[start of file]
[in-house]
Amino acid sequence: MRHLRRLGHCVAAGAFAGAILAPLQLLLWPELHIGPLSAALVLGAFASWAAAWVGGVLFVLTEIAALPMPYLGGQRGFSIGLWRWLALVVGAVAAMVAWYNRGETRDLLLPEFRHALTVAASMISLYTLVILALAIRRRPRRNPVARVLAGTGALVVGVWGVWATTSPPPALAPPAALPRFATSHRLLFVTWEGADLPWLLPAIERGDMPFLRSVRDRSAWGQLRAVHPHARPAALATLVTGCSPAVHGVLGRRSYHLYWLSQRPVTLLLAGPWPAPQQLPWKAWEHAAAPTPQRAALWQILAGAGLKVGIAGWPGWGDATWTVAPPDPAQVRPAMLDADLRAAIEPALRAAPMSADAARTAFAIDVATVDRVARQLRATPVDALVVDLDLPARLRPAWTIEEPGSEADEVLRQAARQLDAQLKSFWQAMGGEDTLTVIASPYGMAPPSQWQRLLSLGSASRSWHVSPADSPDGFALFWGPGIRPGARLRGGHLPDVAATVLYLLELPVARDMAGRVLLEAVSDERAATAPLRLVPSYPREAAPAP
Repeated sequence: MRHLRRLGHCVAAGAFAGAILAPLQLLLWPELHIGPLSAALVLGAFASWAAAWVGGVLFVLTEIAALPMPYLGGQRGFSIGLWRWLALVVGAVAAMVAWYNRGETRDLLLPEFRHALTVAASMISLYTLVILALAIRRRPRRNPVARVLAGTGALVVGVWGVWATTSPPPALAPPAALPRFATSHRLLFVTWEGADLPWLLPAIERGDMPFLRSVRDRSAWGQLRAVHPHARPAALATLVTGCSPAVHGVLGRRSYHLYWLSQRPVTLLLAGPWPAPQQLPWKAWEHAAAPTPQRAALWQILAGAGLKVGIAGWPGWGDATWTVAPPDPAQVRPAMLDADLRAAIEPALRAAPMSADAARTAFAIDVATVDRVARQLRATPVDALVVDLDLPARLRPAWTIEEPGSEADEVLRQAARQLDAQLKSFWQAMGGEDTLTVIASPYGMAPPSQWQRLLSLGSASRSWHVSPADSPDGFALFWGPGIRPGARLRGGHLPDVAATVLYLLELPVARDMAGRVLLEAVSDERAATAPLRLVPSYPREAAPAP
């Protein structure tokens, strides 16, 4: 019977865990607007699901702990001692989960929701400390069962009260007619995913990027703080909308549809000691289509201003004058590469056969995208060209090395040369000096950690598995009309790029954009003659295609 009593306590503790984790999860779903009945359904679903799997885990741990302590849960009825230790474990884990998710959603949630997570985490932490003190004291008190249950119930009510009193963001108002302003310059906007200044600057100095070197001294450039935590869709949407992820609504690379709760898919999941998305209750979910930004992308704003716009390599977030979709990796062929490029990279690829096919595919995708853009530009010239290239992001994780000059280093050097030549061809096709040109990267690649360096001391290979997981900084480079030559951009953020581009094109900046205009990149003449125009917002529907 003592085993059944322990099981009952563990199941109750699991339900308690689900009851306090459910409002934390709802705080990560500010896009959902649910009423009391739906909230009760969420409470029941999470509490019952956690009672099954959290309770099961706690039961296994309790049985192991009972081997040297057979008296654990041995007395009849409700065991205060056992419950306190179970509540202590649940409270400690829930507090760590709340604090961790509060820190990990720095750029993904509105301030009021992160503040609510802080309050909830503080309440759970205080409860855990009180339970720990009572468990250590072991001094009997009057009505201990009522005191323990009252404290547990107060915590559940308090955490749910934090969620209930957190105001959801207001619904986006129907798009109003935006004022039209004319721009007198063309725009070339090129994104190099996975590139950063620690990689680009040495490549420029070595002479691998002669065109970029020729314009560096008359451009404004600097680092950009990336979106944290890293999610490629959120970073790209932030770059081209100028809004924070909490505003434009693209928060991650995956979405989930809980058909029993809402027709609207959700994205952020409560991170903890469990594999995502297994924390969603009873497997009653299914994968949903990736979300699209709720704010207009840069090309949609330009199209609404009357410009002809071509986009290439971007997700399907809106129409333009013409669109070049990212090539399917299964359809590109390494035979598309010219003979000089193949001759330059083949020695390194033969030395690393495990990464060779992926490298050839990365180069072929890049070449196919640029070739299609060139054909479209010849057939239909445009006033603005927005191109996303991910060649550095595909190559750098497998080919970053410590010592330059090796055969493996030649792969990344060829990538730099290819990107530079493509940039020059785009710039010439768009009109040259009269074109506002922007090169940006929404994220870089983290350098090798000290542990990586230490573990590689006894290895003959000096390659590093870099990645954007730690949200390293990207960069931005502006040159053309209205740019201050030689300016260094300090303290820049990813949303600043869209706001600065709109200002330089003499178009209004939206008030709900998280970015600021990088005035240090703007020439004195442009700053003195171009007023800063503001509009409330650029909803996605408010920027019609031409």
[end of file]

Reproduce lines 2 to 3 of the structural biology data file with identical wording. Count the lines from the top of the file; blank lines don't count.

Amino acid sequence: MRHLRRLGHCVAAGAFAGAILAPLQLLLWPELHIGPLSAALVLGAFASWAAAWVGGVLFVLTEIAALPMPYLGGQRGFSIGLWRWLALVVGAVAAMVAWYNRGETRDLLLPEFRHALTVAASMISLYTLVILALAIRRRPRRNPVARVLAGTGALVVGVWGVWATTSPPPALAPPAALPRFATSHRLLFVTWEGADLPWLLPAIERGDMPFLRSVRDRSAWGQLRAVHPHARPAALATLVTGCSPAVHGVLGRRSYHLYWLSQRPVTLLLAGPWPAPQQLPWKAWEHAAAPTPQRAALWQILAGAGLKVGIAGWPGWGDATWTVAPPDPAQVRPAMLDADLRAAIEPALRAAPMSADAARTAFAIDVATVDRVARQLRATPVDALVVDLDLPARLRPAWTIEEPGSEADEVLRQAARQLDAQLKSFWQAMGGEDTLTVIASPYGMAPPSQWQRLLSLGSASRSWHVSPADSPDGFALFWGPGIRPGARLRGGHLPDVAATVLYLLELPVARDMAGRVLLEAVSDERAATAPLRLVPSYPREAAPAP
Repeated sequence: MRHLRRLGHCVAAGAFAGAILAPLQLLLWPELHIGPLSAALVLGAFASWAAAWVGGVLFVLTEIAALPMPYLGGQRGFSIGLWRWLALVVGAVAAMVAWYNRGETRDLLLPEFRHALTVAASMISLYTLVILALAIRRRPRRNPVARVLAGTGALVVGVWGVWATTSPPPALAPPAALPRFATSHRLLFVTWEGADLPWLLPAIERGDMPFLRSVRDRSAWGQLRAVHPHARPAALATLVTGCSPAVHGVLGRRSYHLYWLSQRPVTLLLAGPWPAPQQLPWKAWEHAAAPTPQRAALWQILAGAGLKVGIAGWPGWGDATWTVAPPDPAQVRPAMLDADLRAAIEPALRAAPMSADAARTAFAIDVATVDRVARQLRATPVDALVVDLDLPARLRPAWTIEEPGSEADEVLRQAARQLDAQLKSFWQAMGGEDTLTVIASPYGMAPPSQWQRLLSLGSASRSWHVSPADSPDGFALFWGPGIRPGARLRGGHLPDVAATVLYLLELPVARDMAGRVLLEAVSDERAATAPLRLVPSYPREAAPAP